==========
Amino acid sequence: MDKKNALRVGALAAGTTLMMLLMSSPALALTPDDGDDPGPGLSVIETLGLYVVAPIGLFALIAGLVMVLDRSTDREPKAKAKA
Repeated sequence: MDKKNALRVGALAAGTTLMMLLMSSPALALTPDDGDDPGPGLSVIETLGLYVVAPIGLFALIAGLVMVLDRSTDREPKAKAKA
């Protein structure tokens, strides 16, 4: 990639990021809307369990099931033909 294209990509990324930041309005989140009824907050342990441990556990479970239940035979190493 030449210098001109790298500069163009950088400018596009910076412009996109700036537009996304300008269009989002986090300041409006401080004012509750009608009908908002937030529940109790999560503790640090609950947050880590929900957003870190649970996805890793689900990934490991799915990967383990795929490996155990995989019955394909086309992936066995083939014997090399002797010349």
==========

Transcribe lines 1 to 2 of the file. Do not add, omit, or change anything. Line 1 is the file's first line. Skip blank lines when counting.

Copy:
Amino acid sequence: MDKKNALRVGALAAGTTLMMLLMSSPALALTPDDGDDPGPGLSVIETLGLYVVAPIGLFALIAGLVMVLDRSTDREPKAKAKA
Repeated sequence: MDKKNALRVGALAAGTTLMMLLMSSPALALTPDDGDDPGPGLSVIETLGLYVVAPIGLFALIAGLVMVLDRSTDREPKAKAKA